Television network journalists on Friday night marveled at President
Barack Obama's planned "media blitz" for health care reform even as
they, the enablers, reveled in it as they made the very "blitz" and
clips from the interviews (conducted Friday afternoon for airing on
Sunday morning) their top story of the day. Based on those excerpts,
the Sunday hosts were most interested in getting Obama's take on the
"tone" of the health care debate (Obama blamed cable TV and blogs) and
whether opposition is driven by racism. The teases:
♦ ABC's Charles Gibson at the top of World News: "Tonight, mass media. The President launches another media blitz on health care, and addresses whether race might be behind some of the criticisms of his plan." (Gibson led by admiring: "On five, count them, five Sunday morning talk shows the guest will be Obama, Obama, Obama, Obama and Obama. That's never been done before...")
♦ CBS Evening News anchor Katie Couric: "Tonight, from Sunday morning to Monday night, the President's TV blitz for health care reform."
♦ Brian Williams at the start of the NBC Nightly News: "On our broadcast tonight, an extraordinary media blitz by the President and now the First Lady steps in and tonight our own David Gregory asks the President directly about race and President Carter's charges."
CBS's Chip Reid acknowledged that "even some objective political
analysts say so much Obama may be too much Obama," but "the White House
says it's full speed ahead. The President is by far their best
salesman, they say, and they learned a lesson in August: When the
President goes silent, angry critics fill the void." In a clip CBS
played, Obama blamed that anger on "the 24-hour news cycle and cable
television and blogs and all this, they focus on the most extreme
elements on both sides."
In addition to the interviews with ABC's George Stephanopoulos, CBS's Bob Schieffer and NBC's David Gregory, Obama sat down with CNN's John King for his State of the Union show. King popped up at the beginning of the 6 PM EDT hour of The Situation Room to relay how he raised the same topic as the other hosts: "Sir, do you see this as racism?" (On Monday, Obama will appear on CBS's Late Show with David Letterman.)
Highlights from the ABC, CBS and NBC evening newscasts on Friday, September 18:
CHARLES GIBSON: Good evening. On five, count them, five Sunday morning talk shows, the guest will be Obama, Obama, Obama, Obama and Obama. That's never been done before, five shows, the President on every one. But Mr. Obama is using every forum he can to push for his health care reform plan. There's been a lot of discussion this week about whether some of the criticisms of the President's plan might be based on race. George Stephanopoulos asked him about that when his interview was taped this afternoon...
GEORGE STEPHANOPOULOS: I asked him if it frustrated him that his allies, like President Carter, see racism in places he doesn't think it's in play.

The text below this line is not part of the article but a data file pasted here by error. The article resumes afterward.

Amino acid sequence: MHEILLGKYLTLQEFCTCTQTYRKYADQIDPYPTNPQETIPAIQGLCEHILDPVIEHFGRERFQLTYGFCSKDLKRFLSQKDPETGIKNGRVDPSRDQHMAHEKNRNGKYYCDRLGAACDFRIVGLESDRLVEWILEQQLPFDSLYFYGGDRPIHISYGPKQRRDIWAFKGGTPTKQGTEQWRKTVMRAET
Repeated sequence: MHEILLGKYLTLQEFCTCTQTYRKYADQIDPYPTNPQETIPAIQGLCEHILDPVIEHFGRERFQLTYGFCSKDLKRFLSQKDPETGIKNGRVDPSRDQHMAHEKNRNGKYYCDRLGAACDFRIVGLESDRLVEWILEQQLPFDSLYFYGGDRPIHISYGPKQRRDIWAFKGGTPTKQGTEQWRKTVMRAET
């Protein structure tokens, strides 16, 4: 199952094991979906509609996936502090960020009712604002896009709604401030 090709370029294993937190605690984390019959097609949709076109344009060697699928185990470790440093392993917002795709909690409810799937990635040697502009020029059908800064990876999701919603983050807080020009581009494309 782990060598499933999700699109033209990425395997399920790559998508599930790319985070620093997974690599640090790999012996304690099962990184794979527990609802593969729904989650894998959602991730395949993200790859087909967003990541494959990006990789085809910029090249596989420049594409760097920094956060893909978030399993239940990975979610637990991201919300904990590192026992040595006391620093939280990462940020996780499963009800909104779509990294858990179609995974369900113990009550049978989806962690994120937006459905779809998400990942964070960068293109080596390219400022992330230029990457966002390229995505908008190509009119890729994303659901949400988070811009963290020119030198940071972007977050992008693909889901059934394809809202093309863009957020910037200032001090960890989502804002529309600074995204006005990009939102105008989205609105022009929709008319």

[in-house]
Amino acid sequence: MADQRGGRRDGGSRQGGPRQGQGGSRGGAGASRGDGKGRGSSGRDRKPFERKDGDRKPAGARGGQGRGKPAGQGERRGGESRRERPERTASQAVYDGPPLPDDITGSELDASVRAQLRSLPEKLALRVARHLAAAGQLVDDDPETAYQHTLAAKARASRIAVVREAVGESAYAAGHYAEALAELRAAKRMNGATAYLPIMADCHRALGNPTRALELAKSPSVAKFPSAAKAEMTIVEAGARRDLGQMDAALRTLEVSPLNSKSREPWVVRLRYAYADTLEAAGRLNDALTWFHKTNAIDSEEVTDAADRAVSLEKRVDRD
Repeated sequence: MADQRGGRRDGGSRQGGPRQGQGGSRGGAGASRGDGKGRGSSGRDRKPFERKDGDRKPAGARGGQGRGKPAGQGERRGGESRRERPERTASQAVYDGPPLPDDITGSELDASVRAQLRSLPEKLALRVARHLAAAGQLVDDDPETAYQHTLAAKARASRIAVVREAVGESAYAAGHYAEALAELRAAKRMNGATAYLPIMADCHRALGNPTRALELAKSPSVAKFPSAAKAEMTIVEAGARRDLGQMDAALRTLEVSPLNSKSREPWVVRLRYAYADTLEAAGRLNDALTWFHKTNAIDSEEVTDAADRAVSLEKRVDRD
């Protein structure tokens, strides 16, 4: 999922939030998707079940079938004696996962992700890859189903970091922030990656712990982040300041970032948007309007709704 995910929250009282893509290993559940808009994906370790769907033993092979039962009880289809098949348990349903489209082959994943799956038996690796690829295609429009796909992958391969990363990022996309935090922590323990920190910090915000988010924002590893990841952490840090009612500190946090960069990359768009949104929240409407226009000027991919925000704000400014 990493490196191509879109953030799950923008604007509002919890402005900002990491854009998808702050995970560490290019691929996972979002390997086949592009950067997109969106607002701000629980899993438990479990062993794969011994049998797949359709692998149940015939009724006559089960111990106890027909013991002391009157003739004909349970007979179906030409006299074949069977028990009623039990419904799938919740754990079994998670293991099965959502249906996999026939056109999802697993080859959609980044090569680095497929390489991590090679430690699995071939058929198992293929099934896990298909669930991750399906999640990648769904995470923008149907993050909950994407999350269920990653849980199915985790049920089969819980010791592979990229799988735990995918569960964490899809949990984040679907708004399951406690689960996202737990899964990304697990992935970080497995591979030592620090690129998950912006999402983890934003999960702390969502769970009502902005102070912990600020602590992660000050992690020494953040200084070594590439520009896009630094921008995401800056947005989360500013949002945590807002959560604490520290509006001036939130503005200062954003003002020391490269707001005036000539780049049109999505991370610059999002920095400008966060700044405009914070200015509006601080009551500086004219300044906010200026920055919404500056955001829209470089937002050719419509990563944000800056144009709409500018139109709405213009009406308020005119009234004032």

CBS Evening News:
KATIE COURIC: Good evening, everyone. Turn on your television Sunday morning and he'll be there. Change the channel, he'll still be there. President Obama will be blanketing the airwaves to push for health care reform...
CHIP REID: Even some objective political analysts say so much Obama may be too much Obama.
UNIVERSITY OF VIRGINIA'S LARRY SABATO: When the President becomes video wallpaper, when he's always on on all the channels, people naturally tend to tune out.
REID: But the White House says it's full speed ahead. The President is by far their best salesman, they say, and they learned a lesson in August: When the President goes silent, angry critics fill the void...
BOB SCHIEFFER: As for the angry tone of the debate, he said he believes it grows out of a worry that government is just getting too large....
PRESIDENT BARACK OBAMA: ...I do think part of what's different today is that the 24-hour news cycle and cable television and blogs and all this, they focus on the most extreme elements on both sides, they can't get enough of conflict. It's catnip to the media right now. And so the easiest way to get 15 minutes of fame is to be rude to somebody.
NBC Nightly News:
BRIAN WILLIAMS: Good evening. It's been said the Obama White House lost control of its own message on health care. They spent a few weeks in late summer getting pummeled on it by the opposition. They started fighting back with that speech before joint session and now the President starts his air assault. Between now and Monday, he is doing the Sunday morning political shows on NBC, ABC, CBS, CNN and Univision. Five political shows and entertainment: The Late Show Monday night. It is a presidential media blitz. Today it was joined by the First Lady and as part of this media strategy, the President was interviewed by moderator of Meet the Press, David Gregory, for this Sunday's broadcast. David asked him about the much-talked about topic this past week.
That would be Jimmy Carter's allegation protesters are motivated by racism.
Two posts about how NBC and Williams have showcased Carter this week:
- Brent Baker is Vice President for Research and Publications at the Media Research Center